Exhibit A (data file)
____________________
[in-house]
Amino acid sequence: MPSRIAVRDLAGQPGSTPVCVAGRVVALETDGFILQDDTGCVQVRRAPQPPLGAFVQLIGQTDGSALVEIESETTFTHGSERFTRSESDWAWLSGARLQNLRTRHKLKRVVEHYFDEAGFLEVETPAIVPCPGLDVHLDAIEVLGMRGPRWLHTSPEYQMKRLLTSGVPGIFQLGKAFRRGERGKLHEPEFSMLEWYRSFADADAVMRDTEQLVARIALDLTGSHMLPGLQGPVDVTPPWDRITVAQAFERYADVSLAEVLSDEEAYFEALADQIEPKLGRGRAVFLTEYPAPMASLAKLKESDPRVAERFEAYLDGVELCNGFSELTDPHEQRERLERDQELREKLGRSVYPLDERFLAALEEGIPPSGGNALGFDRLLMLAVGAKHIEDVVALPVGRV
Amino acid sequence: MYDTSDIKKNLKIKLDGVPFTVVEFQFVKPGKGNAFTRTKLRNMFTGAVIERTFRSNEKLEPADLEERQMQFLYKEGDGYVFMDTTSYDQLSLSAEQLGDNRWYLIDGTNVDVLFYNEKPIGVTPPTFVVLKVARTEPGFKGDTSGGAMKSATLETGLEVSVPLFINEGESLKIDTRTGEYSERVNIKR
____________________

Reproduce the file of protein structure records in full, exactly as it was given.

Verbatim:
[in-house]
Amino acid sequence: MPSRIAVRDLAGQPGSTPVCVAGRVVALETDGFILQDDTGCVQVRRAPQPPLGAFVQLIGQTDGSALVEIESETTFTHGSERFTRSESDWAWLSGARLQNLRTRHKLKRVVEHYFDEAGFLEVETPAIVPCPGLDVHLDAIEVLGMRGPRWLHTSPEYQMKRLLTSGVPGIFQLGKAFRRGERGKLHEPEFSMLEWYRSFADADAVMRDTEQLVARIALDLTGSHMLPGLQGPVDVTPPWDRITVAQAFERYADVSLAEVLSDEEAYFEALADQIEPKLGRGRAVFLTEYPAPMASLAKLKESDPRVAERFEAYLDGVELCNGFSELTDPHEQRERLERDQELREKLGRSVYPLDERFLAALEEGIPPSGGNALGFDRLLMLAVGAKHIEDVVALPVGRV
Amino acid sequence: MYDTSDIKKNLKIKLDGVPFTVVEFQFVKPGKGNAFTRTKLRNMFTGAVIERTFRSNEKLEPADLEERQMQFLYKEGDGYVFMDTTSYDQLSLSAEQLGDNRWYLIDGTNVDVLFYNEKPIGVTPPTFVVLKVARTEPGFKGDTSGGAMKSATLETGLEVSVPLFINEGESLKIDTRTGEYSERVNIKR